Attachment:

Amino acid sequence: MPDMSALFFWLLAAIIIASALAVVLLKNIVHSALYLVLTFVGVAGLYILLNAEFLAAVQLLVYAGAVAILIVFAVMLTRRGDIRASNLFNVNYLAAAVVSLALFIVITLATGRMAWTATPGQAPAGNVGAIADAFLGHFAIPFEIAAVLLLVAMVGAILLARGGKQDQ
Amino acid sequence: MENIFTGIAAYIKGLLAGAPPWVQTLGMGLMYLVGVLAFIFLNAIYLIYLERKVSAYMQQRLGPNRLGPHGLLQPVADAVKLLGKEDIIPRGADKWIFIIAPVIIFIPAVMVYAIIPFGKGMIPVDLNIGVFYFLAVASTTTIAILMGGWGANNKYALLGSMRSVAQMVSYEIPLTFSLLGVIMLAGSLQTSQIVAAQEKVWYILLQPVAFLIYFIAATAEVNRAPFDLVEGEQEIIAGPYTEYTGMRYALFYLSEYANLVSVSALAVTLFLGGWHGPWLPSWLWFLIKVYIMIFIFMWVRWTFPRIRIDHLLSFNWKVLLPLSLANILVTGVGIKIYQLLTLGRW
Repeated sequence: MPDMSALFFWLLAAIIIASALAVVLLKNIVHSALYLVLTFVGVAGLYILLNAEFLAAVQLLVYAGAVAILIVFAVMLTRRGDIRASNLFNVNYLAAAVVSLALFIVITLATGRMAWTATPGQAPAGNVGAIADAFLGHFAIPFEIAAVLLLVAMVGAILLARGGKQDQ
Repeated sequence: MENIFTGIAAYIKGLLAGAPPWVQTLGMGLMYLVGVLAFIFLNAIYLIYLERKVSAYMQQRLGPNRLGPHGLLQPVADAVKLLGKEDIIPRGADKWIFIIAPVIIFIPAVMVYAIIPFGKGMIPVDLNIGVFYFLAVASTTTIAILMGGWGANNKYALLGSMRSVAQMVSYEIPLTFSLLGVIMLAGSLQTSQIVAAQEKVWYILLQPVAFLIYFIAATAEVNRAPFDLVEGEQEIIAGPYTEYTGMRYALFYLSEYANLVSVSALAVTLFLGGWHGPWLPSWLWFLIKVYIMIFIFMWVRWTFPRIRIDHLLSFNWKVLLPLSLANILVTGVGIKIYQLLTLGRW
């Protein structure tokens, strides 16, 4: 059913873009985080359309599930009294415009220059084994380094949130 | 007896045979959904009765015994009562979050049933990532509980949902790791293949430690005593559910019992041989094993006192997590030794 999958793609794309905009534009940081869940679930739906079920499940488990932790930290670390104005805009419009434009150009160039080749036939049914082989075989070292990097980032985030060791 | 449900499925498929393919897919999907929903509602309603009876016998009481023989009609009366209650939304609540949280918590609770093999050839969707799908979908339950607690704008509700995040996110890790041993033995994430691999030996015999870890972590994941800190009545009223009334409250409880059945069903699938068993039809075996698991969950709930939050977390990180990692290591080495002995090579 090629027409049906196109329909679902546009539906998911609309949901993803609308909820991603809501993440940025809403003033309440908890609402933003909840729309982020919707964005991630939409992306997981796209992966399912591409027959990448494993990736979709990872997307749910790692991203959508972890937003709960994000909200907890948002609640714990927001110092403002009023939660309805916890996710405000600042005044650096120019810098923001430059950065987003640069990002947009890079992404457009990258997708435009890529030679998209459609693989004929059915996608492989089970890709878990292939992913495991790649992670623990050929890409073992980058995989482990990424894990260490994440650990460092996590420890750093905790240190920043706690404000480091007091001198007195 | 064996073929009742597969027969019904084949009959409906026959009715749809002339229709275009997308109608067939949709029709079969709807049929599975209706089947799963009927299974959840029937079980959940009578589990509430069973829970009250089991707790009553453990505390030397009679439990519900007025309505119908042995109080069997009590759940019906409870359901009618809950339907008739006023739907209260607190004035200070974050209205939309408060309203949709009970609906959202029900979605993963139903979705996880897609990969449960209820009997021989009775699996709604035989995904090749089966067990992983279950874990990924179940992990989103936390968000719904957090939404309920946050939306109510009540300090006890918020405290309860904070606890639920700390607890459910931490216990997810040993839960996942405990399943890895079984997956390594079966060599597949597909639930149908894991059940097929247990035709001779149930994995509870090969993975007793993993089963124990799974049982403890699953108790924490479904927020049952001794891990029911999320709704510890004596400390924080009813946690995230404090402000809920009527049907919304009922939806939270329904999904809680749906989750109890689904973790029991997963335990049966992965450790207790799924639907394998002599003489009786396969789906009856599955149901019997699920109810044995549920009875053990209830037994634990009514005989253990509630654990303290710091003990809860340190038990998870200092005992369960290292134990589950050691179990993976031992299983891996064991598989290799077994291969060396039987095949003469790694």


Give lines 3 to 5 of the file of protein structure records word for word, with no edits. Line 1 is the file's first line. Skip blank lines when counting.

Repeated sequence: MPDMSALFFWLLAAIIIASALAVVLLKNIVHSALYLVLTFVGVAGLYILLNAEFLAAVQLLVYAGAVAILIVFAVMLTRRGDIRASNLFNVNYLAAAVVSLALFIVITLATGRMAWTATPGQAPAGNVGAIADAFLGHFAIPFEIAAVLLLVAMVGAILLARGGKQDQ
Repeated sequence: MENIFTGIAAYIKGLLAGAPPWVQTLGMGLMYLVGVLAFIFLNAIYLIYLERKVSAYMQQRLGPNRLGPHGLLQPVADAVKLLGKEDIIPRGADKWIFIIAPVIIFIPAVMVYAIIPFGKGMIPVDLNIGVFYFLAVASTTTIAILMGGWGANNKYALLGSMRSVAQMVSYEIPLTFSLLGVIMLAGSLQTSQIVAAQEKVWYILLQPVAFLIYFIAATAEVNRAPFDLVEGEQEIIAGPYTEYTGMRYALFYLSEYANLVSVSALAVTLFLGGWHGPWLPSWLWFLIKVYIMIFIFMWVRWTFPRIRIDHLLSFNWKVLLPLSLANILVTGVGIKIYQLLTLGRW
């Protein structure tokens, strides 16, 4: 059913873009985080359309599930009294415009220059084994380094949130 | 007896045979959904009765015994009562979050049933990532509980949902790791293949430690005593559910019992041989094993006192997590030794 999958793609794309905009534009940081869940679930739906079920499940488990932790930290670390104005805009419009434009150009160039080749036939049914082989075989070292990097980032985030060791 | 449900499925498929393919897919999907929903509602309603009876016998009481023989009609009366209650939304609540949280918590609770093999050839969707799908979908339950607690704008509700995040996110890790041993033995994430691999030996015999870890972590994941800190009545009223009334409250409880059945069903699938068993039809075996698991969950709930939050977390990180990692290591080495002995090579 090629027409049906196109329909679902546009539906998911609309949901993803609308909820991603809501993440940025809403003033309440908890609402933003909840729309982020919707964005991630939409992306997981796209992966399912591409027959990448494993990736979709990872997307749910790692991203959508972890937003709960994000909200907890948002609640714990927001110092403002009023939660309805916890996710405000600042005044650096120019810098923001430059950065987003640069990002947009890079992404457009990258997708435009890529030679998209459609693989004929059915996608492989089970890709878990292939992913495991790649992670623990050929890409073992980058995989482990990424894990260490994440650990460092996590420890750093905790240190920043706690404000480091007091001198007195 | 064996073929009742597969027969019904084949009959409906026959009715749809002339229709275009997308109608067939949709029709079969709807049929599975209706089947799963009927299974959840029937079980959940009578589990509430069973829970009250089991707790009553453990505390030397009679439990519900007025309505119908042995109080069997009590759940019906409870359901009618809950339907008739006023739907209260607190004035200070974050209205939309408060309203949709009970609906959202029900979605993963139903979705996880897609990969449960209820009997021989009775699996709604035989995904090749089966067990992983279950874990990924179940992990989103936390968000719904957090939404309920946050939306109510009540300090006890918020405290309860904070606890639920700390607890459910931490216990997810040993839960996942405990399943890895079984997956390594079966060599597949597909639930149908894991059940097929247990035709001779149930994995509870090969993975007793993993089963124990799974049982403890699953108790924490479904927020049952001794891990029911999320709704510890004596400390924080009813946690995230404090402000809920009527049907919304009922939806939270329904999904809680749906989750109890689904973790029991997963335990049966992965450790207790799924639907394998002599003489009786396969789906009856599955149901019997699920109810044995549920009875053990209830037994634990009514005989253990509630654990303290710091003990809860340190038990998870200092005992369960290292134990589950050691179990993976031992299983891996064991598989290799077994291969060396039987095949003469790694």